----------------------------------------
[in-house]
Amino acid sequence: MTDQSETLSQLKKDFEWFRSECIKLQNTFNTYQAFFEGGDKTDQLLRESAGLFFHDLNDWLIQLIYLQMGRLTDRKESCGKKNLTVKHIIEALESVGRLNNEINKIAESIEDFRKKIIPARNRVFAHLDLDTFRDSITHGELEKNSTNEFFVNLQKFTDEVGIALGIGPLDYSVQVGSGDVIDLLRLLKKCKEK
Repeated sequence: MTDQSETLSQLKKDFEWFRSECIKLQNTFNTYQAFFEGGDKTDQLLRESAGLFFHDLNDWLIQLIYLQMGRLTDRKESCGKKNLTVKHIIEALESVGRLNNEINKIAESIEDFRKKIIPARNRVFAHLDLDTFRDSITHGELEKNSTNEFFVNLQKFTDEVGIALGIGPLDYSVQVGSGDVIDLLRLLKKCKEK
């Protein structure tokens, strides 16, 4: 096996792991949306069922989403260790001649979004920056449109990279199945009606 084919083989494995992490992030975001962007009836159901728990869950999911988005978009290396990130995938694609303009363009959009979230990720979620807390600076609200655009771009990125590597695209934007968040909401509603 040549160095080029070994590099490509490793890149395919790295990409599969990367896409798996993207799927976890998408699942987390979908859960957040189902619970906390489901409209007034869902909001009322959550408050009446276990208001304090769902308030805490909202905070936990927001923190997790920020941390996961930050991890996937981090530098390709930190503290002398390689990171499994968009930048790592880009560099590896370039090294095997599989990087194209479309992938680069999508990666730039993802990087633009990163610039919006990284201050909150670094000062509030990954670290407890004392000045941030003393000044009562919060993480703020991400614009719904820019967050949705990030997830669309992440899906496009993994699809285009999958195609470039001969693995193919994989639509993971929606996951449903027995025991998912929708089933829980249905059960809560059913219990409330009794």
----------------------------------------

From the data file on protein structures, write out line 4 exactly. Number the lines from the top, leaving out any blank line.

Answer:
């Protein structure tokens, strides 16, 4: 096996792991949306069922989403260790001649979004920056449109990279199945009606 084919083989494995992490992030975001962007009836159901728990869950999911988005978009290396990130995938694609303009363009959009979230990720979620807390600076609200655009771009990125590597695209934007968040909401509603 040549160095080029070994590099490509490793890149395919790295990409599969990367896409798996993207799927976890998408699942987390979908859960957040189902619970906390489901409209007034869902909001009322959550408050009446276990208001304090769902308030805490909202905070936990927001923190997790920020941390996961930050991890996937981090530098390709930190503290002398390689990171499994968009930048790592880009560099590896370039090294095997599989990087194209479309992938680069999508990666730039993802990087633009990163610039919006990284201050909150670094000062509030990954670290407890004392000045941030003393000044009562919060993480703020991400614009719904820019967050949705990030997830669309992440899906496009993994699809285009999958195609470039001969693995193919994989639509993971929606996951449903027995025991998912929708089933829980249905059960809560059913219990409330009794």